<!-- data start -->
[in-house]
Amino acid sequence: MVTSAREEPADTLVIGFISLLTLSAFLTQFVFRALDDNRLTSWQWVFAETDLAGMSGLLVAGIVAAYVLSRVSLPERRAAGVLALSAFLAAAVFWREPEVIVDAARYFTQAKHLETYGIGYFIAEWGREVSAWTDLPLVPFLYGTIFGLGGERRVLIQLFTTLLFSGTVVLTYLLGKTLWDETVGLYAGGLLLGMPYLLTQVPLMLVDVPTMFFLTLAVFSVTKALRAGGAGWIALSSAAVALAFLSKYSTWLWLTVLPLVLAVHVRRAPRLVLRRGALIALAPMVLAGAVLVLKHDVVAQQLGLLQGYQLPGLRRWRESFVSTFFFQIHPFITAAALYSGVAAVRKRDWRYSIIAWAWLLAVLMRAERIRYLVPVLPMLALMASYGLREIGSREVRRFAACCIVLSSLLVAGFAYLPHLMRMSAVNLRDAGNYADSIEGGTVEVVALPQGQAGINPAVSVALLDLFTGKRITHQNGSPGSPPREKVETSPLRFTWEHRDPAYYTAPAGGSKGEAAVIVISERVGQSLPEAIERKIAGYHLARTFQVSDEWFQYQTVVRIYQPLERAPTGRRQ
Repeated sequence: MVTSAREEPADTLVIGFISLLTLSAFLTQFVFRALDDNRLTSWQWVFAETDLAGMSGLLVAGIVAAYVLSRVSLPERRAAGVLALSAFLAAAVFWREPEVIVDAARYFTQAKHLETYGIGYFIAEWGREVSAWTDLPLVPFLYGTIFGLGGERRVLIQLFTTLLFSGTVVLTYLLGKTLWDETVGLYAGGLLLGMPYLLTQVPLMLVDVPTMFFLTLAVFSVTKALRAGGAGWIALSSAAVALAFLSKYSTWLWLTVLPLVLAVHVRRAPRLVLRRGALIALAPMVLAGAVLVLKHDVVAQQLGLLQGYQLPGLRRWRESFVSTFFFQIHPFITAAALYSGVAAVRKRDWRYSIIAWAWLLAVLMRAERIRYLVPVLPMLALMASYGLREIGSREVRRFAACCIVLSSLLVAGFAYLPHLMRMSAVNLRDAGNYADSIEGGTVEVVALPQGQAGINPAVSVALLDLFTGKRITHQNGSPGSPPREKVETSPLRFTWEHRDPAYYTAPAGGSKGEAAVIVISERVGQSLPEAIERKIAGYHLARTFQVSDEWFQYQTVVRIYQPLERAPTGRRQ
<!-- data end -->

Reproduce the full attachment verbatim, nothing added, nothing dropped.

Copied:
[in-house]
Amino acid sequence: MVTSAREEPADTLVIGFISLLTLSAFLTQFVFRALDDNRLTSWQWVFAETDLAGMSGLLVAGIVAAYVLSRVSLPERRAAGVLALSAFLAAAVFWREPEVIVDAARYFTQAKHLETYGIGYFIAEWGREVSAWTDLPLVPFLYGTIFGLGGERRVLIQLFTTLLFSGTVVLTYLLGKTLWDETVGLYAGGLLLGMPYLLTQVPLMLVDVPTMFFLTLAVFSVTKALRAGGAGWIALSSAAVALAFLSKYSTWLWLTVLPLVLAVHVRRAPRLVLRRGALIALAPMVLAGAVLVLKHDVVAQQLGLLQGYQLPGLRRWRESFVSTFFFQIHPFITAAALYSGVAAVRKRDWRYSIIAWAWLLAVLMRAERIRYLVPVLPMLALMASYGLREIGSREVRRFAACCIVLSSLLVAGFAYLPHLMRMSAVNLRDAGNYADSIEGGTVEVVALPQGQAGINPAVSVALLDLFTGKRITHQNGSPGSPPREKVETSPLRFTWEHRDPAYYTAPAGGSKGEAAVIVISERVGQSLPEAIERKIAGYHLARTFQVSDEWFQYQTVVRIYQPLERAPTGRRQ
Repeated sequence: MVTSAREEPADTLVIGFISLLTLSAFLTQFVFRALDDNRLTSWQWVFAETDLAGMSGLLVAGIVAAYVLSRVSLPERRAAGVLALSAFLAAAVFWREPEVIVDAARYFTQAKHLETYGIGYFIAEWGREVSAWTDLPLVPFLYGTIFGLGGERRVLIQLFTTLLFSGTVVLTYLLGKTLWDETVGLYAGGLLLGMPYLLTQVPLMLVDVPTMFFLTLAVFSVTKALRAGGAGWIALSSAAVALAFLSKYSTWLWLTVLPLVLAVHVRRAPRLVLRRGALIALAPMVLAGAVLVLKHDVVAQQLGLLQGYQLPGLRRWRESFVSTFFFQIHPFITAAALYSGVAAVRKRDWRYSIIAWAWLLAVLMRAERIRYLVPVLPMLALMASYGLREIGSREVRRFAACCIVLSSLLVAGFAYLPHLMRMSAVNLRDAGNYADSIEGGTVEVVALPQGQAGINPAVSVALLDLFTGKRITHQNGSPGSPPREKVETSPLRFTWEHRDPAYYTAPAGGSKGEAAVIVISERVGQSLPEAIERKIAGYHLARTFQVSDEWFQYQTVVRIYQPLERAPTGRRQ